Black Quaker proved to be ex­tra­or­di­nary

North Penn Life - - Opinion -

One of the most ex­tra­or­di­nary women of 19th cen­tury Philadel­phia was Sarah Mapps Dou­glass (18061882), a black Quaker whose ma­ter­nal Bustill an­ces­tors dur­ing the 1700s likely helped to es­tab­lish a small AfricanAmer­i­can com­mu­nity, Guineatown, and the as­so­ci­ated Mon­tier Ceme­tery that was in what is to­day Chel­tenham.

A neigh­bor­hood of free blacks, which in­cluded the Bustills and Mon­tiers that ex­panded dur­ing the late 1700s along Limekiln Pike, Guineatown was a few blocks be­low Ar­ca­dia Univer­sity in Glen­side in­cor­po­rat­ing the homestead of Cre­mona Mor­rey.

She was a former slave who had in­ter­ra­cial chil­dren with Richard Mor­rey, the son of Philadel­phia’s first mayor, Humphrey Mor­rey (1691), and an orig­i­nal Euro­pean set­tler of Chel­tenham. Richard, his fa­ther’s heir, passed to Cre­mona 200 acres upon his death, per­haps an in­di­ca­tion that Richard truly loved her.

And it is in Chel­tenham where Sarah Mapps Dou­glass — about 170 years af­ter Humphrey Mor­rey’s may­oral ten­ure — would as­so­ciate with white-Quaker icon Lu­cre­tia Mott. She lived in Chel­tenham dur­ing the Civil War just steps from Camp Wil­liam Penn, the largest North­ern-based fa­cil­ity to train some of Amer­ica’s first black fed­eral sol­diers. The 13acre cen­ter was north­west of what’s now the in­ter­sec­tion of Broad Street and Chel­tenham Av­enue.

In fact, Sarah hailed from a very pres­ti­gious and free­dom­fight­ing fam­ily (the Bustills) in the Philadel­phia and Chel­tenham ar­eas. Her cousin, David Bustill Bowser, who painted a por­trait of the white mar­tyr and anti-slav­ery ac­tivist -ohn Brown and Pres­i­dent Abra­ham Lin­coln, de­signed many of the bat­tle flags as­so­ci­ated with the 11 black reg­i­ments (con­sist­ing of about 10,500 sol­diers).

And her ma­ter­nal grand­fa­ther, Cyrus Bustill, baked bread for Ge­orge Washington’s Con­ti­nen­tal Army and co-founded in Philly the first ma­jor civil rights’ or­ga­ni­za­tion in Amer­ica, the Free African So­ci­ety with black the­olo­gians Richard Allen and Ab­sa­lom -ones. Much later, from her ma­ter­nal line, came leg­endary Paul Robe­son, the 20th cen­tury scholar, lawyer, ac­tor, singer and civil rights ac­tivist.

Des­tined as a free black to be­come a cel­e­brated abo­li­tion­ist and ed­u­ca­tor, Sarah Mapps Dou­glass was “the daugh­ter of Robert Dou­glass Sr., a pros­per­ous hair­dresser from the is­land of St. .itts, and Grace Bustill, a milliner,” ac­cord­ing to writer -ulie Winch for the land­mark 2004 book, “African Amer­i­can Lives,” edited by Har­vard pro­fes­sors Henry Louis Gates -r. and Eve­lyn Brooks Hig­gin­botham,

Winch even pointed out that Sarah was also quite “crit­i­cal” of var­i­ous early Quak­ers in Amer­ica for racial bias and keep­ing slaves, de­spite some Quak­ers be­ing early op­po­nents of slav­ery. “Although she adopted Quaker dress and en­joyed the friend­ship of Quaker an­ti­slav­ery ad­vo­cates like Lu­cre­tia Mott, she was highly crit­i­cal of the sect.”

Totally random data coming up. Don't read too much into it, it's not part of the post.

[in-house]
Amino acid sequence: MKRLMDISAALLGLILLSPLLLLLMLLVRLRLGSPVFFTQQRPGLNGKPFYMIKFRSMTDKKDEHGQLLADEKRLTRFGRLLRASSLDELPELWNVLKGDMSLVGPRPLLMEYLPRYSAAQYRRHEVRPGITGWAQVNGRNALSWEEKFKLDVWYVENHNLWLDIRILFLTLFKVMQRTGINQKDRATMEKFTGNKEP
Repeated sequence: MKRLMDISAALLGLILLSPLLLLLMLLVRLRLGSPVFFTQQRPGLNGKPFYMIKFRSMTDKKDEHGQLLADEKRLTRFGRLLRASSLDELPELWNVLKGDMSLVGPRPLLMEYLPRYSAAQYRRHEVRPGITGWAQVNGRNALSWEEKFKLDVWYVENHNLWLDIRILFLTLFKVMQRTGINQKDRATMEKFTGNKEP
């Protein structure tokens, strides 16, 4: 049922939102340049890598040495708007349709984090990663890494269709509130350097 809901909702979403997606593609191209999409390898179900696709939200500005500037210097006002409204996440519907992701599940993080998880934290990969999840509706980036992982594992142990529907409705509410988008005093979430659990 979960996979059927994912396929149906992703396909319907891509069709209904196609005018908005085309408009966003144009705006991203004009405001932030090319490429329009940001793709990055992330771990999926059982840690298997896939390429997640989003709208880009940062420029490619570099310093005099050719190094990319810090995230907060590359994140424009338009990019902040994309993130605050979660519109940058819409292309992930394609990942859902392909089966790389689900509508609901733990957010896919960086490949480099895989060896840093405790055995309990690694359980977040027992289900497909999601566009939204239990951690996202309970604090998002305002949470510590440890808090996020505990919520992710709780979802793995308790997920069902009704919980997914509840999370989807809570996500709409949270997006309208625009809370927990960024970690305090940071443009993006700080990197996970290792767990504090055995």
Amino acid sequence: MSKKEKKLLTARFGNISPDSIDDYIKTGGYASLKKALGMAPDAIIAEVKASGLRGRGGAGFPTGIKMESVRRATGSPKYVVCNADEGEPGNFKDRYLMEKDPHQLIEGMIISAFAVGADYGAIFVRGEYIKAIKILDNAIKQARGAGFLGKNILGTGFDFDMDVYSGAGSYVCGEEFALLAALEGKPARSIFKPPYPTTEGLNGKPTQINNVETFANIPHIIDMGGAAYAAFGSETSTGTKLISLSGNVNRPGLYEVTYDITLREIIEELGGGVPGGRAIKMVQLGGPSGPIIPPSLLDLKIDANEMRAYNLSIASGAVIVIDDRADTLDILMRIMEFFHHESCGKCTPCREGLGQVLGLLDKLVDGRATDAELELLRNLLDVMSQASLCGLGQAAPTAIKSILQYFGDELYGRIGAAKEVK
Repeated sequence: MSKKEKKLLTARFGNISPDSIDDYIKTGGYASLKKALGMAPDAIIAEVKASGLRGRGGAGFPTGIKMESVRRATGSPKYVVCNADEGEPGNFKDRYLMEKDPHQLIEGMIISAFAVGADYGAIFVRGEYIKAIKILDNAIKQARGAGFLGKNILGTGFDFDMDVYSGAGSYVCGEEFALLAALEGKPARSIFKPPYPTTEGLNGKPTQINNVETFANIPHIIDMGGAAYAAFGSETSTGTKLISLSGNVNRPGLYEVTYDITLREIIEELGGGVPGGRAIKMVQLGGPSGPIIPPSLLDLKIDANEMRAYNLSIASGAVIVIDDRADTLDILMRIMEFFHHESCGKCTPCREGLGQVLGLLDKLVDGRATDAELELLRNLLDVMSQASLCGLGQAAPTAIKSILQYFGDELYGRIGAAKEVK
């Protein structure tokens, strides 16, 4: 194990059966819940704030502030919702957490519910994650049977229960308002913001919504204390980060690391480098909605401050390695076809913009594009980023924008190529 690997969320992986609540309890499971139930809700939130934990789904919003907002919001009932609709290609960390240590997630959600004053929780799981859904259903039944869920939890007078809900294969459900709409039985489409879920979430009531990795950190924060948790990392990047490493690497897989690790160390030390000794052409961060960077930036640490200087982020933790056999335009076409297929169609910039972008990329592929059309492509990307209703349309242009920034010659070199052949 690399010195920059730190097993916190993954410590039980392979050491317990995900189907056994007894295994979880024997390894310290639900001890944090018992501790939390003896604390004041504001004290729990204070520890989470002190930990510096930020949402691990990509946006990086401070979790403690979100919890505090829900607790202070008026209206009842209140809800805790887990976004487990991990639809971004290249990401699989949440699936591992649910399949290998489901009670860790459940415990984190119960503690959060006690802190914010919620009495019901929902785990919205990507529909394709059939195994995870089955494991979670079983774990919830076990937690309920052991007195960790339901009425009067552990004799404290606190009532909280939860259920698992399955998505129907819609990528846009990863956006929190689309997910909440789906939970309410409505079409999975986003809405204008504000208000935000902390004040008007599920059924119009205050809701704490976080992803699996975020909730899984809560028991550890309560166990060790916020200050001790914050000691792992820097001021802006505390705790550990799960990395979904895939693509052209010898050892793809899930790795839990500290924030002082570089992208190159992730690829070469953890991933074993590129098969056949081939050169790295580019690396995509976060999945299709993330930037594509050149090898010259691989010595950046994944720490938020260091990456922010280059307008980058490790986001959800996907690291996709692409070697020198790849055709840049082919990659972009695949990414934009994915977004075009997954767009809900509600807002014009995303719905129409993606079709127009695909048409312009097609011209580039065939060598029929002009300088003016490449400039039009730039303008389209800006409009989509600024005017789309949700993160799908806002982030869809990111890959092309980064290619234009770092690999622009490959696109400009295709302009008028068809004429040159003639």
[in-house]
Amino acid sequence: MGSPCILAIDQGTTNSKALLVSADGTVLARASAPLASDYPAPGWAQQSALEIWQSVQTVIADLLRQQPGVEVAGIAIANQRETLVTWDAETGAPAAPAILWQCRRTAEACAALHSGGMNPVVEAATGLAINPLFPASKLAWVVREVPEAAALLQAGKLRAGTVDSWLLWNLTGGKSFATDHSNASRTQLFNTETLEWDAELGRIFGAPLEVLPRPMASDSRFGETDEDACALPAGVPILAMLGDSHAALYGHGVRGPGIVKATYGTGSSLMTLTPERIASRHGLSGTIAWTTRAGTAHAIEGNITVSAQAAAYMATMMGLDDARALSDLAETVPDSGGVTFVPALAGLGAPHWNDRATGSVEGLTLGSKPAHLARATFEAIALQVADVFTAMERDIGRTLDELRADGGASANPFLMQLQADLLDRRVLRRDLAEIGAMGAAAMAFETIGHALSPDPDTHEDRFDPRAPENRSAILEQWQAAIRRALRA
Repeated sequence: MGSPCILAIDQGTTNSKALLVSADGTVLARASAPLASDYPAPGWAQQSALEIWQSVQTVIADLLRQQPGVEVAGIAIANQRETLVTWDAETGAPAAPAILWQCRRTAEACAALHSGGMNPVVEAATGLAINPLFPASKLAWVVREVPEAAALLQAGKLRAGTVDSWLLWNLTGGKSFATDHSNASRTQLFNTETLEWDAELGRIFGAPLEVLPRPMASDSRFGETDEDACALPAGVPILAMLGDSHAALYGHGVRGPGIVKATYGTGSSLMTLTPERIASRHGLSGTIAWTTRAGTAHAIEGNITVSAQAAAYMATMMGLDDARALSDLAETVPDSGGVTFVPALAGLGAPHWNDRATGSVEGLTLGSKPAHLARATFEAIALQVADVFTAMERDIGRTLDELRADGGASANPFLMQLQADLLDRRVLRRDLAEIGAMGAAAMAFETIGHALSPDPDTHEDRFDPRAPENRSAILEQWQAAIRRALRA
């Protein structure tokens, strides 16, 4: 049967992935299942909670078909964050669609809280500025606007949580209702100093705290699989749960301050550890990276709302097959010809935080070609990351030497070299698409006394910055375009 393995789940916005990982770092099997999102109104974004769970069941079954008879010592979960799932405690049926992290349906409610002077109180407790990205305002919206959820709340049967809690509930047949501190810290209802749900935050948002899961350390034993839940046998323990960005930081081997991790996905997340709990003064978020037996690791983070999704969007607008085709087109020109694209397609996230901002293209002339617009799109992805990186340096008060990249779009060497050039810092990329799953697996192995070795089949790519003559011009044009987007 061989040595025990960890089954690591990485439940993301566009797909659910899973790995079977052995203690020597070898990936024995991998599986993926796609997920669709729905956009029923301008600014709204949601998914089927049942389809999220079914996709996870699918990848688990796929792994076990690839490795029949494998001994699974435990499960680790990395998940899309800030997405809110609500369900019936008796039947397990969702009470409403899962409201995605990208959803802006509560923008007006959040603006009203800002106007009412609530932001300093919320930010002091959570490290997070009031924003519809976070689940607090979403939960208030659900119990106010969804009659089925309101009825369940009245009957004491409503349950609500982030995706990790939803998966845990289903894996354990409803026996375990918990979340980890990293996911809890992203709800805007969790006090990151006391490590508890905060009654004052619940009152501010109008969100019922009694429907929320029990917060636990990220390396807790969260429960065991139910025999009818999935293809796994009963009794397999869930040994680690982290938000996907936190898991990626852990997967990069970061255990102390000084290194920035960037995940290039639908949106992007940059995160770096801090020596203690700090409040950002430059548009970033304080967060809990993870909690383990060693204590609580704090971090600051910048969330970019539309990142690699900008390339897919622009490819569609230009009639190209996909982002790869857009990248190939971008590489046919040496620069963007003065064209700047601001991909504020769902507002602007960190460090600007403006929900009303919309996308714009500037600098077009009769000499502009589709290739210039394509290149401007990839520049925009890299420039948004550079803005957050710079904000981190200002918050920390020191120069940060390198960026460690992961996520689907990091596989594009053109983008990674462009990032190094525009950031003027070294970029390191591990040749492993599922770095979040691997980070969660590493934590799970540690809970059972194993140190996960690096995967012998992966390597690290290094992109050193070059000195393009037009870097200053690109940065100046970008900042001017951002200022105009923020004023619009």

Mean­while, Dou­glass joined Mott in “an in­ter­ra­cial group of fe­male abo­li­tion­ists” by “es­tab­lish­ing the Philadel­phia Fe­male Anti-Slav­ery So­ci­ety,” serv­ing for “al­most four decades,” notes Winch. Af­ter be­ing ed­u­cated in a Philadel­phia school that her mother Grace Dou­glass helped to start with the black phi­lan­thropist and wealthy sail-maker -ames Forten Sr., Sarah taught briefly in New York City be­fore re­turn­ing to Philadel­phia “to take over the school.”

She also be­came a prolific writer against slav­ery with works pub­lished in such news­pa­pers as Wil­liam Lloyd Gar­ri­son’s Lib­er­a­tor, based in Bos­ton.

By 1852, af­ter clos­ing her lo­cal school due to fi­nan­cial pres­sures, Dou­glass be­came su­per­vi­sor of “the Girls’ Prepara­tory De­part­ment of the Quaker-spon­sored In­sti­tute for Col­ored Youth,” that would evolve into to­day’s his­tor­i­cally black col­lege, Cheyney Univer­sity, in Thorn­bury, Pa. Other no­table educators and so­cial ac­tivists at the orig­i­nal South Philly in­sti­tute in­cluded Oc­tavius V. Catto and Prin­ci­pal Fanny Cop­pin.

How­ever, Dou­glass’ re­la­tion­ship with two white sis­ters — Sarah and An­gelina Grimke — who had fled their fa­ther’s slave-hold­ing plan­ta­tion in South Carolina, was eye­brow-rais­ing, ac­cord­ing to Ray­ford W. Lo­gan in his renowned 1982 book with Michael R. Win­ston, “Dic­tionary of Amer­i­can Ne­gro Bi­og­ra­phy.”

The bold Grimke sis­ters “were cen­sured in 1837 for sit­ting be­side Mrs. Dou­glass and her daugh­ter in the Arch Street [Quaker] Meet­ing,” one of sev­eral in­ci­dents that led to the burn­ing by non-Quaker racists of Philadel­phia’s Penn­syl­va­nia Hall, a haven for an­ti­slav­ery ac­tivists.

Although Sarah mar­ried Philadel­phia’s Rev. Wil­liam Dou­glass in 1854 and helped to raise his nine chil­dren, the “mar­riage proved an un­happy one,” ac­cord­ing to Winch. One ac­count sug­gests Dou­glass, who died in 1861 as the Civil War erupted, was very strict and over­bear­ing.

Yet, Dou­glass found the strength to con­tinue to help black women, even giv­ing lec­tures about their health is­sues, of­ten la­beled taboo dur­ing the 1800s. And she also “stressed the need for African Amer­i­can women to ed­u­cate them­selves.”

Sarah Mapps Dou­glass died in Philadel­phia on Sept. 8, 1882, re­mem­bered for “a ca­reer in the class­room that lasted more than a half-cen­tury,” wrote Winch, while re­main­ing an un­re­lent­ing critic of racial in­jus­tice, even if it meant vig­or­ously chastis­ing her fel­low Quak­ers.

Don “Og­be­wii” Scott, a Mel­rose Park res­i­dent, can be reached at

A Place in His­tory Don­ald Scott

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